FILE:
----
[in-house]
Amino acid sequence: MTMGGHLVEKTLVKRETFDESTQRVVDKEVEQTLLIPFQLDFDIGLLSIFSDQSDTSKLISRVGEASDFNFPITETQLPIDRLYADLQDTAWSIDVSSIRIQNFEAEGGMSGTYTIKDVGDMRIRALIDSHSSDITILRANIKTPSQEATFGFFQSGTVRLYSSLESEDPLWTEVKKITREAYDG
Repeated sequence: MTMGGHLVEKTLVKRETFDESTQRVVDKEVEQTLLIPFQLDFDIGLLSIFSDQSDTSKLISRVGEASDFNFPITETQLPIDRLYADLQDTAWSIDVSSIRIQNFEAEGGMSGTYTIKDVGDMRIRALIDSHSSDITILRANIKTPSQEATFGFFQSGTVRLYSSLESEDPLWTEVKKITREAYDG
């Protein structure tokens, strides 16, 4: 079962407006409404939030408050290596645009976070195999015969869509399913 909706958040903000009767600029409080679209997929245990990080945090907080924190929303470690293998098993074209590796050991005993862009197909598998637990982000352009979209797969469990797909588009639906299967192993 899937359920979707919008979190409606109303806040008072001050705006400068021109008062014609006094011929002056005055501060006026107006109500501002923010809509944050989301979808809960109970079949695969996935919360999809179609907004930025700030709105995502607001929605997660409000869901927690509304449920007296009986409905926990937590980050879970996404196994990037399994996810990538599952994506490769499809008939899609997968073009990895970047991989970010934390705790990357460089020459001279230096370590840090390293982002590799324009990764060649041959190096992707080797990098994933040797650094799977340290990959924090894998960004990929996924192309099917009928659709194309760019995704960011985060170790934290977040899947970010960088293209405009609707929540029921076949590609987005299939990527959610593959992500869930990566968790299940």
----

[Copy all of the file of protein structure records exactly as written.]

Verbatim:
[in-house]
Amino acid sequence: MTMGGHLVEKTLVKRETFDESTQRVVDKEVEQTLLIPFQLDFDIGLLSIFSDQSDTSKLISRVGEASDFNFPITETQLPIDRLYADLQDTAWSIDVSSIRIQNFEAEGGMSGTYTIKDVGDMRIRALIDSHSSDITILRANIKTPSQEATFGFFQSGTVRLYSSLESEDPLWTEVKKITREAYDG
Repeated sequence: MTMGGHLVEKTLVKRETFDESTQRVVDKEVEQTLLIPFQLDFDIGLLSIFSDQSDTSKLISRVGEASDFNFPITETQLPIDRLYADLQDTAWSIDVSSIRIQNFEAEGGMSGTYTIKDVGDMRIRALIDSHSSDITILRANIKTPSQEATFGFFQSGTVRLYSSLESEDPLWTEVKKITREAYDG
């Protein structure tokens, strides 16, 4: 079962407006409404939030408050290596645009976070195999015969869509399913 909706958040903000009767600029409080679209997929245990990080945090907080924190929303470690293998098993074209590796050991005993862009197909598998637990982000352009979209797969469990797909588009639906299967192993 899937359920979707919008979190409606109303806040008072001050705006400068021109008062014609006094011929002056005055501060006026107006109500501002923010809509944050989301979808809960109970079949695969996935919360999809179609907004930025700030709105995502607001929605997660409000869901927690509304449920007296009986409905926990937590980050879970996404196994990037399994996810990538599952994506490769499809008939899609997968073009990895970047991989970010934390705790990357460089020459001279230096370590840090390293982002590799324009990764060649041959190096992707080797990098994933040797650094799977340290990959924090894998960004990929996924192309099917009928659709194309760019995704960011985060170790934290977040899947970010960088293209405009609707929540029921076949590609987005299939990527959610593959992500869930990566968790299940």